You do need to look at how record title is vested now.
Then review Order for Dissolution to determine how that may have affected title (I.e., breaking a joint tenancy or giving all or a percentage to one spouse versus another). If not recorded, you can obtain a certified copy from court or selling spouse now IF this works to your advantage.
It may be possible to control the deal opportunity via a contractual agreement and transfer of the interest that's currently available now. If held in joint tenancy, begin by breaking the joint tenancy. If your state is a community property state, this may not fully satisfy for marketable title.
If you control one spouse's interest, you can then (hopefully) justify the cost of hiring a skip tracer or licensed P.I., if it comes that. You would approach your "new real estate partner" with the facts: You've (hopefully) got a record 1/2 undivided interest AND possession and his share is worth much less that 1/2 of ARV due to the following list of reasons...
It's no longer a dispute between two spouses and does not have to be emotionally charged or difficult to resolve and attorneys CAN be avoided IF a realistic resolution is agreed upon.
Remember: you didn't cause your current seller's problem and they have nothing without your help. In our business of solving problems that others cannot or will not do themselves, what's bad is good (and what's good is bad).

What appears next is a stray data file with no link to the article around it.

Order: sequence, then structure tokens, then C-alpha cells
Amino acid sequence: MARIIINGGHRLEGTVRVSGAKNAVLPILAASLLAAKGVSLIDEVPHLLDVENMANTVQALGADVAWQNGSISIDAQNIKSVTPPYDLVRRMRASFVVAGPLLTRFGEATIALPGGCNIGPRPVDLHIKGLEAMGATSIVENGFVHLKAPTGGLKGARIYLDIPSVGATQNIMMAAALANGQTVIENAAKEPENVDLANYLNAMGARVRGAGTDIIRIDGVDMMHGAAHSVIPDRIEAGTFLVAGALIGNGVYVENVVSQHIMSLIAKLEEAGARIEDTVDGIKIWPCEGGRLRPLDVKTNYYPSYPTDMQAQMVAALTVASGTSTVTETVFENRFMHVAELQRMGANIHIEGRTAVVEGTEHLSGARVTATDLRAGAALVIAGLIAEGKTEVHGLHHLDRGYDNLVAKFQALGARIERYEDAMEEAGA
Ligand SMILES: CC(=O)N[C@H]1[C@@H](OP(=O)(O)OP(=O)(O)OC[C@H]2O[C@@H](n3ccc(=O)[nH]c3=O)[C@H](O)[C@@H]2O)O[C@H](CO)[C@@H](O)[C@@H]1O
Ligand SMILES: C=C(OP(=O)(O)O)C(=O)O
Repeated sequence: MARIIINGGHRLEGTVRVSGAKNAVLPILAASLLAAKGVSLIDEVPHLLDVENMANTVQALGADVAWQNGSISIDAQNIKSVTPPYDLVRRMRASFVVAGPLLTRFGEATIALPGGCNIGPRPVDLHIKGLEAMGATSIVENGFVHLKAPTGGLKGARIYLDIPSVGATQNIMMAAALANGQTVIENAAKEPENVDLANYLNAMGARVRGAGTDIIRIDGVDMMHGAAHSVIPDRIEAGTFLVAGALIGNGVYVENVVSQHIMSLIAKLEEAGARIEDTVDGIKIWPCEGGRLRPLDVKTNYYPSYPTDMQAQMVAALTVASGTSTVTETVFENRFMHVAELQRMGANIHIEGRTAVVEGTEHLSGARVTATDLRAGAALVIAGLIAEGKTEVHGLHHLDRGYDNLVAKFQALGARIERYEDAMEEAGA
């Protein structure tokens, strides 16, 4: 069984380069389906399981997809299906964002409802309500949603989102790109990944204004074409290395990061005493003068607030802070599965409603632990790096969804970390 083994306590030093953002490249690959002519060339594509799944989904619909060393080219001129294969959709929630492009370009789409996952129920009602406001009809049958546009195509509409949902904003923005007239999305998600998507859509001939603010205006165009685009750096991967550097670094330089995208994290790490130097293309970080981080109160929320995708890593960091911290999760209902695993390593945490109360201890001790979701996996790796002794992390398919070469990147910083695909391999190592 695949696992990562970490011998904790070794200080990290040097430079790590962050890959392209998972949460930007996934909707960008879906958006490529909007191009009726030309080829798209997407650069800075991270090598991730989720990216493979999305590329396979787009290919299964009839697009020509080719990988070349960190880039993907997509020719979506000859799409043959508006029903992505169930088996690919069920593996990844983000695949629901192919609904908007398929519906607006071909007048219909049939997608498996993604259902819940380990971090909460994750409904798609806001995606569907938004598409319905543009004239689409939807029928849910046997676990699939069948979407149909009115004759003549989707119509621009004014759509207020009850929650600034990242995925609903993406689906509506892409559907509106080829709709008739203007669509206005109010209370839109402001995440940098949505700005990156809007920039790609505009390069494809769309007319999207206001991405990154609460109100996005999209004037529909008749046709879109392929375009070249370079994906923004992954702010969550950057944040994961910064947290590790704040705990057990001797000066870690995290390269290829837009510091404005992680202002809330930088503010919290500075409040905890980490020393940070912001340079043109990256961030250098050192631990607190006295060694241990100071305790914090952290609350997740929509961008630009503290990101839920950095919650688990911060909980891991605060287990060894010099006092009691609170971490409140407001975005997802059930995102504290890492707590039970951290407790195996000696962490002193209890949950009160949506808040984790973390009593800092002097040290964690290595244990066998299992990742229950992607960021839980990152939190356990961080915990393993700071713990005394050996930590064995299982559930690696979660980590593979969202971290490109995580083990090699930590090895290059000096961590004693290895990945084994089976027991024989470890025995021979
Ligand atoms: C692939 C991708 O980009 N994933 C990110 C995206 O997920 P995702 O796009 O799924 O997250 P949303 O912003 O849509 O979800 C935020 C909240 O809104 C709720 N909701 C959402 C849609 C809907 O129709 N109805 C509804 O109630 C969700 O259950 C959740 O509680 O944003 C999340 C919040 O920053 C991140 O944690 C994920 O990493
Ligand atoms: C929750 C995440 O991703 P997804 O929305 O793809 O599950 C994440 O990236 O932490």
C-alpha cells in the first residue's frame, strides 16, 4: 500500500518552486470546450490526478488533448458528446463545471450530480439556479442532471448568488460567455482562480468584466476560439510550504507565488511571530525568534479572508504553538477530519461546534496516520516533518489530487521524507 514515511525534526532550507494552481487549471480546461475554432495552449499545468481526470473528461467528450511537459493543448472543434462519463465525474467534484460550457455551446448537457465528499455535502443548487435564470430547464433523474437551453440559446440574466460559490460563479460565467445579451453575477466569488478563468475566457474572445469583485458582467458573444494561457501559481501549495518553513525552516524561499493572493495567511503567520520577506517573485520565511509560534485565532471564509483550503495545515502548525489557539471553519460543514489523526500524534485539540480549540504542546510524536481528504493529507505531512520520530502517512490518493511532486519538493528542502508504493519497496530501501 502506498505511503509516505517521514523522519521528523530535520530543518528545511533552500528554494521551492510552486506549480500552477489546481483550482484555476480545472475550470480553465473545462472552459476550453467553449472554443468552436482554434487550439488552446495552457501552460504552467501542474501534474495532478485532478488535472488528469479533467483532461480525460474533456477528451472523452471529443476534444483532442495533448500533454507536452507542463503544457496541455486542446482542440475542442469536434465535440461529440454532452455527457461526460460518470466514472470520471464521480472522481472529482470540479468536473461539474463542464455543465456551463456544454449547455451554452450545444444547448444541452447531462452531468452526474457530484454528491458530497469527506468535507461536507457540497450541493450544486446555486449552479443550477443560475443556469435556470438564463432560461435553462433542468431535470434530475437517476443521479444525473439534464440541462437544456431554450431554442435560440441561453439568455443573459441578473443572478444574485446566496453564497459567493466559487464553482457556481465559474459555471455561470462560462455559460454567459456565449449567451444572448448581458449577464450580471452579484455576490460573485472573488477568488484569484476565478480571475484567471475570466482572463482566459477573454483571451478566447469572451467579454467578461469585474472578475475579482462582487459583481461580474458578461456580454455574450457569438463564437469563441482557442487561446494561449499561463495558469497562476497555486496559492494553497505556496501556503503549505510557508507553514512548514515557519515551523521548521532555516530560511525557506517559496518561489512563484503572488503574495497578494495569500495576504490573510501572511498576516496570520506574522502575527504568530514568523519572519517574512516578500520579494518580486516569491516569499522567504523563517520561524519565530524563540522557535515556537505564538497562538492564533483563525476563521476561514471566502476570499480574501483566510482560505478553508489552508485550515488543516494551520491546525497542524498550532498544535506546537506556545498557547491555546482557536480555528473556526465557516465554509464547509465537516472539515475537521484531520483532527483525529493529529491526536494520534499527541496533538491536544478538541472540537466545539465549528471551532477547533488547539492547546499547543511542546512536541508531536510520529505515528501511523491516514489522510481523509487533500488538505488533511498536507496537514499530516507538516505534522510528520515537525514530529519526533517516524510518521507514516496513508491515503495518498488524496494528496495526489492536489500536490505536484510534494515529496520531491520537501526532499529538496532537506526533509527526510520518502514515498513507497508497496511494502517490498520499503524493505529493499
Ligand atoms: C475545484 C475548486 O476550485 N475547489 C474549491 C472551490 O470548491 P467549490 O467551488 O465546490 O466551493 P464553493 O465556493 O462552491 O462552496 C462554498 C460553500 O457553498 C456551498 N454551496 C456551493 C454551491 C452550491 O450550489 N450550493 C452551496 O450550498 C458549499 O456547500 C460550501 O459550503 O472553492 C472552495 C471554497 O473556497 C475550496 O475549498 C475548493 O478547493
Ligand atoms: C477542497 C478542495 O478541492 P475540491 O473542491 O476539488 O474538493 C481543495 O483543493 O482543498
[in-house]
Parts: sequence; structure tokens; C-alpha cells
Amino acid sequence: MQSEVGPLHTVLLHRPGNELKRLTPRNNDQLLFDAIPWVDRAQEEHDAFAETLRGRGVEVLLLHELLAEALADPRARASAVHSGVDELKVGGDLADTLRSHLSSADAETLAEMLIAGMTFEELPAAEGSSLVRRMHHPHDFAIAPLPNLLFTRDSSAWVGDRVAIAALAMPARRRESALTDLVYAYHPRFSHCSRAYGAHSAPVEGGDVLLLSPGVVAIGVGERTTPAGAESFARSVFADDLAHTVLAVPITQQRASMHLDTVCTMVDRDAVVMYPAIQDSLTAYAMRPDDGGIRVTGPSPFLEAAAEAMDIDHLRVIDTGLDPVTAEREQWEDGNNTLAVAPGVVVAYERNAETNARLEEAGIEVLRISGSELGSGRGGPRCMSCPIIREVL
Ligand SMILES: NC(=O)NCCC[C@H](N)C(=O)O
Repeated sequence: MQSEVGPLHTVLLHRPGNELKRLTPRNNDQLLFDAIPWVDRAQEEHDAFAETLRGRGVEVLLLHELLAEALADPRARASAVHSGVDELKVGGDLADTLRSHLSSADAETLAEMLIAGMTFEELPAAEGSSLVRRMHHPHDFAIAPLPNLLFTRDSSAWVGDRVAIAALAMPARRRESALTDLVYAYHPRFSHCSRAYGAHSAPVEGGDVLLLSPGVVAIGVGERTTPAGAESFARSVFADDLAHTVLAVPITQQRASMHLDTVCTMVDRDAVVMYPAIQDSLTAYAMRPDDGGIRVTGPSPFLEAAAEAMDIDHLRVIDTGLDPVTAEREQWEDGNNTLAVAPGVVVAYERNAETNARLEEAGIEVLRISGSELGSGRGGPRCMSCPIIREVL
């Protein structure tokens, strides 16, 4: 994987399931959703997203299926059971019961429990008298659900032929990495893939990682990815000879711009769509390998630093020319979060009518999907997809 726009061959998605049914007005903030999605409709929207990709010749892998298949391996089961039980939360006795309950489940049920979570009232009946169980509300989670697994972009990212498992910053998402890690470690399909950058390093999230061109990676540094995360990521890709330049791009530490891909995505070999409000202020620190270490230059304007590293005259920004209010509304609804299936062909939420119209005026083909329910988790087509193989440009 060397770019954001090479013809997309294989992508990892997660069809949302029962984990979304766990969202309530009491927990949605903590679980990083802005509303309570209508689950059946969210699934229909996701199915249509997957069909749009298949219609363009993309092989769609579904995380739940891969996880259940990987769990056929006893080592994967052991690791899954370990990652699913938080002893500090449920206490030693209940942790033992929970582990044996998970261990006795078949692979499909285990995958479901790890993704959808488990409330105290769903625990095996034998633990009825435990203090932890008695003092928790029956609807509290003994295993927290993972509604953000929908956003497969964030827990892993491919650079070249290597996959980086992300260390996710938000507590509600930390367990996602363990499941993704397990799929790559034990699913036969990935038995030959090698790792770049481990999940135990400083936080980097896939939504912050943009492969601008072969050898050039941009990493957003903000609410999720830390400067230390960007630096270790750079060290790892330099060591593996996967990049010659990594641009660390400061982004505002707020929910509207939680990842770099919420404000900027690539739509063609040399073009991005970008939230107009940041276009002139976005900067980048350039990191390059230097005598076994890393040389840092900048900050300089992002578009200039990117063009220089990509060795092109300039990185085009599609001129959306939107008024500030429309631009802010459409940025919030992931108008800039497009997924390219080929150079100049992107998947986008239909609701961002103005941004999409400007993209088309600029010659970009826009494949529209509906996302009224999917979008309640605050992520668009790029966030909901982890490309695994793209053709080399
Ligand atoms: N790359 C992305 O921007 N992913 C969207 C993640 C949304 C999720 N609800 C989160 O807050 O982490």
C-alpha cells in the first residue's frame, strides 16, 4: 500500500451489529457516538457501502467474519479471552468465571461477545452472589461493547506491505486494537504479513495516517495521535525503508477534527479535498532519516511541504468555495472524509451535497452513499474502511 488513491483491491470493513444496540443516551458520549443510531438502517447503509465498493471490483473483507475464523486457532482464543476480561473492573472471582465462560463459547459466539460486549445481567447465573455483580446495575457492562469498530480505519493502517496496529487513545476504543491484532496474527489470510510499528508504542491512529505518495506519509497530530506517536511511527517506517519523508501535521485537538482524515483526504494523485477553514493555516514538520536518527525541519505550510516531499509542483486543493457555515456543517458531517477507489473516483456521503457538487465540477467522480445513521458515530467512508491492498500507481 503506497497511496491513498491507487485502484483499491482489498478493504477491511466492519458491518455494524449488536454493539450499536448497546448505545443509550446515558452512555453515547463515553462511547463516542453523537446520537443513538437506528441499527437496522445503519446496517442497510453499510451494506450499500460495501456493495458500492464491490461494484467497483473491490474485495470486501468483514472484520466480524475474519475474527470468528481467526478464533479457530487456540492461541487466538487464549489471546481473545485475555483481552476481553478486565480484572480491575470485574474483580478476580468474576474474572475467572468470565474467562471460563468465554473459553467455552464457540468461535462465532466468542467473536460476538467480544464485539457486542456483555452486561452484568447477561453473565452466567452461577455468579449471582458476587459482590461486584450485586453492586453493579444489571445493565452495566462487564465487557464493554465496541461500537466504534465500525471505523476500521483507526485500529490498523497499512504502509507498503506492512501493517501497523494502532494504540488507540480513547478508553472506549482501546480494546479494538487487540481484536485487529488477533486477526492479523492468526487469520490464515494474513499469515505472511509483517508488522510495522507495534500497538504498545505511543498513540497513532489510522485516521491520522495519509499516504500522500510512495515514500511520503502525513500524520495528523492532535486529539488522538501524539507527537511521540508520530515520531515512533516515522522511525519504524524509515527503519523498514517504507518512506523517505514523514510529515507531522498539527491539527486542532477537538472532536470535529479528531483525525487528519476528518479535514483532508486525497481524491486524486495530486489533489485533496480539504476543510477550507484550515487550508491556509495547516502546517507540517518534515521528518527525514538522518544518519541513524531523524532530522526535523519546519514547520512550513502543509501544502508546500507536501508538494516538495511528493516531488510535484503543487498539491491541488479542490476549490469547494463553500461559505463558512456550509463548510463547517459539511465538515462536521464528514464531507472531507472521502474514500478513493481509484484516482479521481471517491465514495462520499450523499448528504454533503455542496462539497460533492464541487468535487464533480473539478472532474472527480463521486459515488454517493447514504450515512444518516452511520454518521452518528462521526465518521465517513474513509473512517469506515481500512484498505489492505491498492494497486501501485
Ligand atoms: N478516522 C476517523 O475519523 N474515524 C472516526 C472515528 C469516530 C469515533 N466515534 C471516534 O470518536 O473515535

I really missed BP, this is great stuff so far...
@Andrew Abbott I would assume Quiet Title may be a pain but who knows?
And as @Rick H. tried internet found a bunch of stuff but nothing in the last 1.5-2 years, and like the approach if negotiating the "remain in hiding" angle if I can track him down...
So an issue has come up since my last post...
Apparently the deed was not been updated as a result from the divorce proceedings due to the property being under contract to sell and was set up to split the revenues at the time of the divorce. Well the sale fell through after a few months and nothing had been addressed since then. So it looks like the property may be held as "tenants by the entirety" (I am verifying this). If this is true, from what I understand she could not transfer/sell her interest...can anyone verify this?
first, start making lots of money.
your future spouse will find you.
oh wait, that's not helping. :)
Free eBook from BiggerPockets!
Join BiggerPockets and get The Ultimate Beginner's Guide to Real Estate Investing for FREE - read by more than 100,000 people - AND get exclusive real estate investing tips, tricks and techniques delivered straight to your inbox twice weekly!
- Actionable advice for getting started,
- Discover the 10 Most Lucrative Real Estate Niches,
- Learn how to get started with or without money,
- Explore Real-Life Strategies for Building Wealth,
- And a LOT more.
Sign up below to download the eBook for FREE today!
We hate spam just as much as you
Get the Ultimate Beginner's Guide
Sign up today to receive the popular eBook for free!